So, Where’s My Robot?

Thoughts on Social Machine Learning

Should your robot learn like a child?

Alison Gopnik recently had an opinion article in the NYTimes.  Gopnik is a Psychologist that studies child development and “Theory of Mind.”

I find much of Gopnik’s work inspiring for robot learning, and the ideas in this article are a good example.  She lays out evidence and findings related to the difference between adult and child learning.  In many ways children are much better at learning and exploring than adults.  They observe and create theories that are consistent with a keen probabilistic analysis of seen events.  These theories guide their “play” or exploration in a way that efficiently gathers information about their complex and dynamic world.

The description of adult versus child-like learning sounds like the traditional explore/exploit tradeoff in machine learning.  But this raises a question we are often asked with respect to robot learning, do we actually want robots to explore like children?  I think the answer is yes and no.  We probably don’t want robots to need a babysitter, but we do want robots to exhibit the kind of creativity and experimentation that you see in some of Gopnik’s studies of causal structure for example.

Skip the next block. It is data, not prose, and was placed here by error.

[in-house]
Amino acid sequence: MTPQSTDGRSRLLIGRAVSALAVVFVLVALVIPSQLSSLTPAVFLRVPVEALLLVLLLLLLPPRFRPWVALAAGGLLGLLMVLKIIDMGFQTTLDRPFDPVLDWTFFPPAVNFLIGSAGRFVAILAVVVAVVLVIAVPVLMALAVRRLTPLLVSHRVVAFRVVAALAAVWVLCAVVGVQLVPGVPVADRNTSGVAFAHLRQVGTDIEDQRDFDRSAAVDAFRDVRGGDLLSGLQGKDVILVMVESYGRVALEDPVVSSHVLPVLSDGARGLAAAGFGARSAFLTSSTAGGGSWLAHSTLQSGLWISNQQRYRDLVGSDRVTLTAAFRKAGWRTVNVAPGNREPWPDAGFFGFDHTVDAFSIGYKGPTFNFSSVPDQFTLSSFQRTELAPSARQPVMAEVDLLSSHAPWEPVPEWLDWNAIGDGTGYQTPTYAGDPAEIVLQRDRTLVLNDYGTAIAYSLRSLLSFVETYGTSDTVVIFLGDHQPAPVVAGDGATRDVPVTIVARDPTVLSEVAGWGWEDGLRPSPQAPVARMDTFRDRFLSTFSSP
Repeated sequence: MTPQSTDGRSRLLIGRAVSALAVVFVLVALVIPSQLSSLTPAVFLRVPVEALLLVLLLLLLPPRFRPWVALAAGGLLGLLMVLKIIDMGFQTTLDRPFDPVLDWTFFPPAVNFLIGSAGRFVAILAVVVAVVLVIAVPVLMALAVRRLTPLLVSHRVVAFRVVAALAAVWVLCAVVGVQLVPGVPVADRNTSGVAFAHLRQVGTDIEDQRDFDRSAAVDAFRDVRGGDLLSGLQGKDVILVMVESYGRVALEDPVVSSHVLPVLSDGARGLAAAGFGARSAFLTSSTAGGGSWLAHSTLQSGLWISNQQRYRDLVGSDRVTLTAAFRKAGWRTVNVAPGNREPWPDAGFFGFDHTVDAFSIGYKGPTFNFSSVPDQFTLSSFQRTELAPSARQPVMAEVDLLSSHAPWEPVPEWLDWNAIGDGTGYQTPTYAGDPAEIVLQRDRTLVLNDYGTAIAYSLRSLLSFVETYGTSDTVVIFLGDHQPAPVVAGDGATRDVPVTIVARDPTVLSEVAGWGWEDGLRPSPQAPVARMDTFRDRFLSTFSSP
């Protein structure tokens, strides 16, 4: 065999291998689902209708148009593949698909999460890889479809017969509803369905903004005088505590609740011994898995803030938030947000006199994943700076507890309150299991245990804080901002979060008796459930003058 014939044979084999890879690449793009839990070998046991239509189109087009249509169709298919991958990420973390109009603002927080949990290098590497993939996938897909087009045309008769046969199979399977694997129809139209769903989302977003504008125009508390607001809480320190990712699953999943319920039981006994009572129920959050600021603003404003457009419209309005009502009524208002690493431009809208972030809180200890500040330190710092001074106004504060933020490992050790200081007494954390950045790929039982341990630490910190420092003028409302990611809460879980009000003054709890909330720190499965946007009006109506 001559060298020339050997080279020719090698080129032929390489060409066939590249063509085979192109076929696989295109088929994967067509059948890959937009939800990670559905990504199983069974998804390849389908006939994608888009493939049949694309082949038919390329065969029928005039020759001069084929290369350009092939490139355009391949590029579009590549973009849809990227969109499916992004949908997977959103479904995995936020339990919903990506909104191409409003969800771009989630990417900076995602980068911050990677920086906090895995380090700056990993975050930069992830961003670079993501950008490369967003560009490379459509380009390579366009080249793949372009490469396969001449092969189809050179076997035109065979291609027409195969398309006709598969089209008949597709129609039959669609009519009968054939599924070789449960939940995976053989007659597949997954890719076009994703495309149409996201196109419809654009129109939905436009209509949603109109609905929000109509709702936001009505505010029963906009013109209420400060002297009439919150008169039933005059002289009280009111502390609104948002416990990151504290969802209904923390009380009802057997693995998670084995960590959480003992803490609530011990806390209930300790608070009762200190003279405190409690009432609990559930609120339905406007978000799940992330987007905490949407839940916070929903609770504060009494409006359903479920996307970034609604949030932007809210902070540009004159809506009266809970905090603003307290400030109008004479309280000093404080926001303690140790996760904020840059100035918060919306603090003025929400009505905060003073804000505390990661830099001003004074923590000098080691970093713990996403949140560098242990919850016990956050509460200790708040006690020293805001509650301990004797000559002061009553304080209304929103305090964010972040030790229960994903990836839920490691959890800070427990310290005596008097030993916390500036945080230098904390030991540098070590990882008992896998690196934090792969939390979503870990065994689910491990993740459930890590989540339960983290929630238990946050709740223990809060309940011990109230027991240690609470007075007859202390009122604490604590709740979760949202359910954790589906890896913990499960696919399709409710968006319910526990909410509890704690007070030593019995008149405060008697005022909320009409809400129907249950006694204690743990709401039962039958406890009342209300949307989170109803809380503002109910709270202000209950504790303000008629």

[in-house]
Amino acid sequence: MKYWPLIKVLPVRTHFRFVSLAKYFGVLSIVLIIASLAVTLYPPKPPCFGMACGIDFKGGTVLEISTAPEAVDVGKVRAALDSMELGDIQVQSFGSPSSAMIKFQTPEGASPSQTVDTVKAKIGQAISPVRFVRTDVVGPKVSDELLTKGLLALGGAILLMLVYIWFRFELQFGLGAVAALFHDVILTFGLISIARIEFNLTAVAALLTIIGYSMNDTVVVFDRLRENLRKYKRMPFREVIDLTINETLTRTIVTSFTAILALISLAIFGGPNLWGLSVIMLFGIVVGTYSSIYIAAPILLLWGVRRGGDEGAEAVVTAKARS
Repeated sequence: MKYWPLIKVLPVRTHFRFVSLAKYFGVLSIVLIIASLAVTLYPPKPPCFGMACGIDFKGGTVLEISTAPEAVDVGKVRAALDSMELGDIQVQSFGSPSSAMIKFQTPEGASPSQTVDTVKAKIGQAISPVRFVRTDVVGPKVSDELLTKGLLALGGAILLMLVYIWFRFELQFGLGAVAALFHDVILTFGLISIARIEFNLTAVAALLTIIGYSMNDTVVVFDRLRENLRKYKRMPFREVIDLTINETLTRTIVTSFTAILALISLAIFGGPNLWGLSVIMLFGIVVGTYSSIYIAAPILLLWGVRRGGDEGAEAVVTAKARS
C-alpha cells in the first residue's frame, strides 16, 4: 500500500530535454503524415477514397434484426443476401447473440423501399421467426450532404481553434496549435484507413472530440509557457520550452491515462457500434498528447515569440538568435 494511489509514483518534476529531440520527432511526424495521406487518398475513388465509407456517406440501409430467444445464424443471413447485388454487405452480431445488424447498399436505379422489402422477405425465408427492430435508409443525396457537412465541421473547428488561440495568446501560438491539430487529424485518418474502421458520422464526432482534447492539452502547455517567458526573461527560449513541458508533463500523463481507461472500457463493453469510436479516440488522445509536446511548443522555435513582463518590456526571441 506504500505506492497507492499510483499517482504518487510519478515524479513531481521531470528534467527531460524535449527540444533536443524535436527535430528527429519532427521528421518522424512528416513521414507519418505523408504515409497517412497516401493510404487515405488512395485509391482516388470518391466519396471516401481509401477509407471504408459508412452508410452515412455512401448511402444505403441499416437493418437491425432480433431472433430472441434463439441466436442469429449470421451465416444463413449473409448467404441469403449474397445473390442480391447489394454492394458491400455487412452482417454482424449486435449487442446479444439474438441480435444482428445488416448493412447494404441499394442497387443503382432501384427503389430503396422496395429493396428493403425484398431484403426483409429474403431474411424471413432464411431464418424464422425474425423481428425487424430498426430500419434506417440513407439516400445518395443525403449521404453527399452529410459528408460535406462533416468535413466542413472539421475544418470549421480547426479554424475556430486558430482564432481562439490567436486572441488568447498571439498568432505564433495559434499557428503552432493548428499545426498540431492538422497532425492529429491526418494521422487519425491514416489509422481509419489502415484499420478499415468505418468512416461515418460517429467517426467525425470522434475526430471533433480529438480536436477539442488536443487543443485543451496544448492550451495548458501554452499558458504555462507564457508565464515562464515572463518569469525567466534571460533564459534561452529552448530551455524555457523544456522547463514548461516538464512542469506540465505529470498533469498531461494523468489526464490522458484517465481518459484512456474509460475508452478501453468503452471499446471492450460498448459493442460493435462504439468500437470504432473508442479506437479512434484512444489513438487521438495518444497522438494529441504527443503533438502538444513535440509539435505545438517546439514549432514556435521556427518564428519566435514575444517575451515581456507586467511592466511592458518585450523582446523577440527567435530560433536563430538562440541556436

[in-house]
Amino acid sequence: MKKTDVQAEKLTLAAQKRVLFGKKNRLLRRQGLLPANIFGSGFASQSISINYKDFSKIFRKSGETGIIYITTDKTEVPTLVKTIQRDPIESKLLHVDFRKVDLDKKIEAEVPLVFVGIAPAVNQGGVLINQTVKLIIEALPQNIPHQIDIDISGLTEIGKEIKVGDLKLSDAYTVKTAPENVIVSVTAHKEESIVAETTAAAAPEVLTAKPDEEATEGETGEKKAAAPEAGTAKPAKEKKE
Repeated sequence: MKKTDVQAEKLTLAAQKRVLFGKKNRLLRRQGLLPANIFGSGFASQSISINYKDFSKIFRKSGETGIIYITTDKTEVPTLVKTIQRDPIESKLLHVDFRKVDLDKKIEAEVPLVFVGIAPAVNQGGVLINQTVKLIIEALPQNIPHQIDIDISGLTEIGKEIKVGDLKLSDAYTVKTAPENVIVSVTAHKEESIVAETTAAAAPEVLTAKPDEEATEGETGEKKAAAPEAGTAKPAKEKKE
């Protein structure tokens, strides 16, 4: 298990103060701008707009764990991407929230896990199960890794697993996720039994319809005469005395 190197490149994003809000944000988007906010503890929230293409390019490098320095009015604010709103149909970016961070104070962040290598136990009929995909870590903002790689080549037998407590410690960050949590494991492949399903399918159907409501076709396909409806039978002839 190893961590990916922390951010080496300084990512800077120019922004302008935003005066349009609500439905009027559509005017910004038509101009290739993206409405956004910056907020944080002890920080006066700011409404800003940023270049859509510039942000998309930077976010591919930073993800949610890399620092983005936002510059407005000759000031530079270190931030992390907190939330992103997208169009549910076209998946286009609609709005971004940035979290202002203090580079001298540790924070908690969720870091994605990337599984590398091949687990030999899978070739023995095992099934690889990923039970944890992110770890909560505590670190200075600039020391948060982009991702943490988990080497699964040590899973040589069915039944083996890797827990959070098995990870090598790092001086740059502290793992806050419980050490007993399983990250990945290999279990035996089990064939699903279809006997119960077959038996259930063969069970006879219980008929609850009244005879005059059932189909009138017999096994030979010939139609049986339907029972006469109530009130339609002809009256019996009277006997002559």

I’m most excited about the idea that Gopnik ends the article with: “But what children observe most closely, explore most obsessively and imagine most vividly are the people around them. There are no perfect toys; there is no magic formula. Parents and other caregivers teach young children by paying attention and interacting with them naturally and, most of all, by just allowing them to play.”

I think that the importance of social learning in human development is a strong argument for robot learning by demonstration or instruction—that we should be looking for the short cuts and computational gains we can get from leveraging a partner.

September 22nd, 2009 Posted by | Machine Learning, Situated Learning | no comments